Lastly, we present three pieces in preparation for the upcoming Synod on the Family:
First is a statement on the question of the role faith plays in marriage by the Editors of Communio, written in response to a proposal that has received renewed consideration recently in light of current discussions regarding the challenges that face the institutions of marriage and family today. According to this proposal, a minimum of explicit, personal faith—beyond the simple fact of baptism—ought to be recognized as a condition for the sacrament of matrimony, so that the lack of faith at the time of the wedding in either spouse would represent grounds for a declaration of nullity. One of the motivations behind this proposal is a desire to open up a new way to resolve the situation of divorced and remarried Catholics who wish to be readmitted to the Eucharist. The Editors argue against this proposal, contending that adding the necessity of a “minimum fidei” to the requirements traditionally recognized by the Church implies a forgetfulness of the implicit openness to Christ that is part of marriage in its original created nature.
Under the title, “Nature and Grace: The Sacramental Reality of Marriage,” we present two little-known addresses that John Paul II delivered in 2001 and 2003 to the Roman Rota, the institution responsible for overseeing canon law with regard to marriage. In these addresses, the late pope articulates the theological vision of marriage upon which the Editors’ statement draws. He insists on the importance of deepening our understanding of the nature of marriage and its relation to the teleological nature of man and woman. This emphasis on the natural dimension, however, does not diminish the supernatural or sacramental meaning, but in fact reveals its roots. Marriage as an efficacious sign of God’s covenant with his people, and even more specifically, of Jesus’ nuptial relation to the Church, presupposes and brings to fruition its reality as a natural institution. We can never leave behind one aspect of the sacrament for the other, because “the natural dimension of marriage and the relationship to God are not two juxtaposed aspects: rather they are intimately connected.”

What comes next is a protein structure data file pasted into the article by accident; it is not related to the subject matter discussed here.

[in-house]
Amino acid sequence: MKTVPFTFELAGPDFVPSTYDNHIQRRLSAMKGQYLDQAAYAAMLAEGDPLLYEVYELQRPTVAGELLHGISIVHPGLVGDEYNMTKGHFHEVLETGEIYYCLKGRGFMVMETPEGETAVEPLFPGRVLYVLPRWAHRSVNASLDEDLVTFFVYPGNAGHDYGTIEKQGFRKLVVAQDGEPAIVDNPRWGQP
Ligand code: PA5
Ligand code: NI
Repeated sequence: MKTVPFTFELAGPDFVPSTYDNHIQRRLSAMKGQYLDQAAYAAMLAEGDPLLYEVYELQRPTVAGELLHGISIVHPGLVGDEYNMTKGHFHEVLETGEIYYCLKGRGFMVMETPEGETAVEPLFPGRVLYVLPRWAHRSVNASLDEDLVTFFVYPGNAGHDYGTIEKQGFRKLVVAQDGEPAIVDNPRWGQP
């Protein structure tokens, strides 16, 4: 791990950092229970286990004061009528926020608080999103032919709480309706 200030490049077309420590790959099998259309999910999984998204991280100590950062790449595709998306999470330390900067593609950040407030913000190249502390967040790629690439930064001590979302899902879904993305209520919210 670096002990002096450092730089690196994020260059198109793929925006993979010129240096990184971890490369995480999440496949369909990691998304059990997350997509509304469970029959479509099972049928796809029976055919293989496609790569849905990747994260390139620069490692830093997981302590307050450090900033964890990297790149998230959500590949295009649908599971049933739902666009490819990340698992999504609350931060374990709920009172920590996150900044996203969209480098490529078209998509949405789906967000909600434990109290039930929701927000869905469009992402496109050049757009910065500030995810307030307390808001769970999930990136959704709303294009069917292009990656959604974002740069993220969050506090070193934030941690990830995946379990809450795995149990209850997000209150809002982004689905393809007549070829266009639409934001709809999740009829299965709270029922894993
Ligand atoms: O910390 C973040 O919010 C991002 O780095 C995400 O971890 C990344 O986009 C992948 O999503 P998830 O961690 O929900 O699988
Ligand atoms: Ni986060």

David S. Crawford and Stephen Kampowski's “The Integrity of Moral Deliberation: On Paragraph 137 of the Instrumentum Laboris” addresses one passage of the working paper for the upcoming Synod, which states that both “the role of conscience” and “an objective moral norm” must be combined in any couple's consideration of the teaching of Humanae vitae. In the article, Crawford and Kampowski point out that this formulation frames the relationship between conscience and moral law in an extrinsic fashion—in fact, they argue, it sets the two against each other in a “relationship of antagonism.” But moral law is nothing other than an expression of truth, and truth is that which forms conscience and in which conscience participates. God's law, properly understood, “is fully present as the interior truth of good actions and therefore prevails insofar as well-formed conscience prevails.”